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SeanO'Brien

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I'm about to embark on an attempt to find permanent work in canada via a years working visa holiday. I've been working for just shy of 2 years as a programmer in Scotland and I've a good idea of what to expect (at times) when it comes to programming job interviews over here. 

 

Usually a short phone call, followed by a test I do at home where if I pass or fail, they'll decide if I get a face to face interview. 

 

I was wondering what if any canadian game devs / professional programmers could give me some insight into what I should expect when I start applying for programming jobs (games and more traditional programming)  across the pond. 

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I'm a game programmer in Canada (I'm a Canadian citizen by birth though).

 

The interview process would be different at each company, but a phone interview followed by an in-person full-day/half-day interview are fairly normal (a take home test not as common, or at least I've never seen one at a Canadian studio).

 

Some fun facts about the Canadian industry:

-There are a lot of contract positions these days. This might work well since you are on a working holiday visa.

-Companies likely won't pay for your relocation unless they are filling a specialized position (i.e. domain expert, Technical director, or you have a ton of relevant experience). You will likely need to be commuting distance to the office when applying. You can always get lucky though I guess.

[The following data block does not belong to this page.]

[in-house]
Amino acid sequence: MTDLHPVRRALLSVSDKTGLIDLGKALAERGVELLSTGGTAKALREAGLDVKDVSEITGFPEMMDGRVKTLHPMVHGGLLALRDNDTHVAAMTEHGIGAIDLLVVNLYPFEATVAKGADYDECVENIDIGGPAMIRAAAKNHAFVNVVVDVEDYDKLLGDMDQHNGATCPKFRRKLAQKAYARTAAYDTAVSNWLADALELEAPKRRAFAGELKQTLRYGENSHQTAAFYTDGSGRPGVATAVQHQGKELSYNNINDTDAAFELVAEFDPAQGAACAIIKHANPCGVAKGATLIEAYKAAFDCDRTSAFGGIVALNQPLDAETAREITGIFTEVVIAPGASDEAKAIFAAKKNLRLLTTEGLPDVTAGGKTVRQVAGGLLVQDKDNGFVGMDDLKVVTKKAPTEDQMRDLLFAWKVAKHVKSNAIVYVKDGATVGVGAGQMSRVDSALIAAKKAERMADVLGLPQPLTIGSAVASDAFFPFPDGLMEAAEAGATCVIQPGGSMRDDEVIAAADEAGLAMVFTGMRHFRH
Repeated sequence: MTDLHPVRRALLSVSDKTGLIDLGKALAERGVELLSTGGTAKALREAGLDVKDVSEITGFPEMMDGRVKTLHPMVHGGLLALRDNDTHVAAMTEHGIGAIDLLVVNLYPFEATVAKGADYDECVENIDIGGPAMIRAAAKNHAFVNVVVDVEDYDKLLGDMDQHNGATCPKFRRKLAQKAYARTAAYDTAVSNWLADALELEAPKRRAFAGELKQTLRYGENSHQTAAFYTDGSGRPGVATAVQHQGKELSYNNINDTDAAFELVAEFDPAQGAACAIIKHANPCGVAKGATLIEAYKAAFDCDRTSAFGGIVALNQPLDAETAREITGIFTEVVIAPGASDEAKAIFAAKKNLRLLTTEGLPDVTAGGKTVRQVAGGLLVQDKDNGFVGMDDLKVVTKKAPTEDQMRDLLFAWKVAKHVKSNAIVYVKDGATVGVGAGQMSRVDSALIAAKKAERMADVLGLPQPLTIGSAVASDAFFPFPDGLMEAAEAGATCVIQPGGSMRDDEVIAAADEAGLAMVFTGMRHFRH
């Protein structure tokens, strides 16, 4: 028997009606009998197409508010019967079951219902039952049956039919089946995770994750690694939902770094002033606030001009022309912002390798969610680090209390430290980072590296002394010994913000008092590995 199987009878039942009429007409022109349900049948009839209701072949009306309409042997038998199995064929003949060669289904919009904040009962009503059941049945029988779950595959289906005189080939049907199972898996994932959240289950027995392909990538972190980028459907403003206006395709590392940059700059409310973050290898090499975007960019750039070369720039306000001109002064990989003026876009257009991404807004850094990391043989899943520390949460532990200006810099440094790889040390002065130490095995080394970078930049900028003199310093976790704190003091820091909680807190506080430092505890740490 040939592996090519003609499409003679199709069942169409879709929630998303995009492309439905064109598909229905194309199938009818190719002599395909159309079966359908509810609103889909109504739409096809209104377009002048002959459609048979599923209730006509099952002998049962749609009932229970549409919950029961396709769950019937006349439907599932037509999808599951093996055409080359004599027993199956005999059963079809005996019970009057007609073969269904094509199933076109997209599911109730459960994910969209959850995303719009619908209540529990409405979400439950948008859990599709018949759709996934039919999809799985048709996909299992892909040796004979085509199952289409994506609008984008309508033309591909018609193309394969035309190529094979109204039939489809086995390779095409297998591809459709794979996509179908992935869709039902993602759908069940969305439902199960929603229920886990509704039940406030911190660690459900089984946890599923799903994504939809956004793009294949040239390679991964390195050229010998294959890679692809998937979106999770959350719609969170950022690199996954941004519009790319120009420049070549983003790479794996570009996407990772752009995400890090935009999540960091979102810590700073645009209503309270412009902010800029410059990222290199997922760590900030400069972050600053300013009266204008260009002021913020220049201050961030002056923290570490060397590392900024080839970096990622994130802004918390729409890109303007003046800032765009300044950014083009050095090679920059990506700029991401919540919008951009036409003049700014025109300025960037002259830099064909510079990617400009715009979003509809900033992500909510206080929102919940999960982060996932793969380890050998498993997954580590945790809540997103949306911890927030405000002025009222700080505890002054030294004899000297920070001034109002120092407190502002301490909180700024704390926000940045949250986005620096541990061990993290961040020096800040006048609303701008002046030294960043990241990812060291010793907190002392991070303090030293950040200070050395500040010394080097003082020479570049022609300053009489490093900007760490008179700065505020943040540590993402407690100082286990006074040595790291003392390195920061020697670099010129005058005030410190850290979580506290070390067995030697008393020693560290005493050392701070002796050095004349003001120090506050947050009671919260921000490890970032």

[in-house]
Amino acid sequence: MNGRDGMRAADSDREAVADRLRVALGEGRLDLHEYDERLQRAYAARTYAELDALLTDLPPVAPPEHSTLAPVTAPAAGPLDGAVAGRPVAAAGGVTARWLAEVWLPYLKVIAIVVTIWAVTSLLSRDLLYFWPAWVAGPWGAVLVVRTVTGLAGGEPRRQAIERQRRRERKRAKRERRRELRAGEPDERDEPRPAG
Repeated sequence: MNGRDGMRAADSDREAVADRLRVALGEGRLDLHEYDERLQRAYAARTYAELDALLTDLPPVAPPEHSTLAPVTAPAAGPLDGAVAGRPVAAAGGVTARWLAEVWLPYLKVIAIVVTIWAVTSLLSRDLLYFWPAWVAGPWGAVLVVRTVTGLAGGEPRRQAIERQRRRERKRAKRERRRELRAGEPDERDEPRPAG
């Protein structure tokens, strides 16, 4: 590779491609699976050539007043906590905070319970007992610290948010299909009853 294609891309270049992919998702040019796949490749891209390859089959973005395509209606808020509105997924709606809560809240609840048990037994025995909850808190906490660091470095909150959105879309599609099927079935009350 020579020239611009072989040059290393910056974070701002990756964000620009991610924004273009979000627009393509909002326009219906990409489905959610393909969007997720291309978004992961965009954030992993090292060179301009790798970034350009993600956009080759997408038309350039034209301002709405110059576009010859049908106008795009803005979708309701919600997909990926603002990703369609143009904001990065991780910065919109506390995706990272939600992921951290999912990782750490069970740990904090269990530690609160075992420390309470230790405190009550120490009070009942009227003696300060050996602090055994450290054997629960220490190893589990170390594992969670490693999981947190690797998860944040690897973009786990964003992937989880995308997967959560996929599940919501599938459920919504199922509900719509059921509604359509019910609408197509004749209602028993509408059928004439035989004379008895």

-Vancouver, Montreal and Toronto are the game dev hubs (at least for AAA). Vancouver is in decline from its golden age but there are still lots of studios in town (EA, Capcom, Microsoft, some independents like UFG, Slant Six, etc.), Toronto is booming (Rockstar, can't remember who else, but quite a few major studios have opened in the last two years), Montreal (EA, Ubisoft, etc.) is still growing but their growth has slowed. There are a few others, like Edmonton (Bioware), but you have limited options in other markets.

-Generally the growth and decline of the game dev industry in Canada is directly tied to provincial tax breaks given to/taken away from the gaming industry. BC (Vancouver) used to have lots of tax breaks. The decline of the industry in Vancouver is tied almost directly to those breaks drying up and Ontario and Quebec introducing their own breaks that attracted a lot of studios to move from Vancouver.

 

 

 

Pay special attention to your working holiday visa conditions. My friend went to work at THQ in Brisbane Australia (right before they shuttered, Doh!), while on a working holiday visa. He was only allowed to work fulltime for 6 months. Afterwards he was only allowed to work at most 20 hours a week for the next 6 months (before he had to return home). Companies will sometimes help you get more official visas, but this is usually for experienced workers, or if they decide you would fit into a regular full time position. Canadian visas are probably different than Aussie visas, by I wouldn't be surprised if they were fairly similar.

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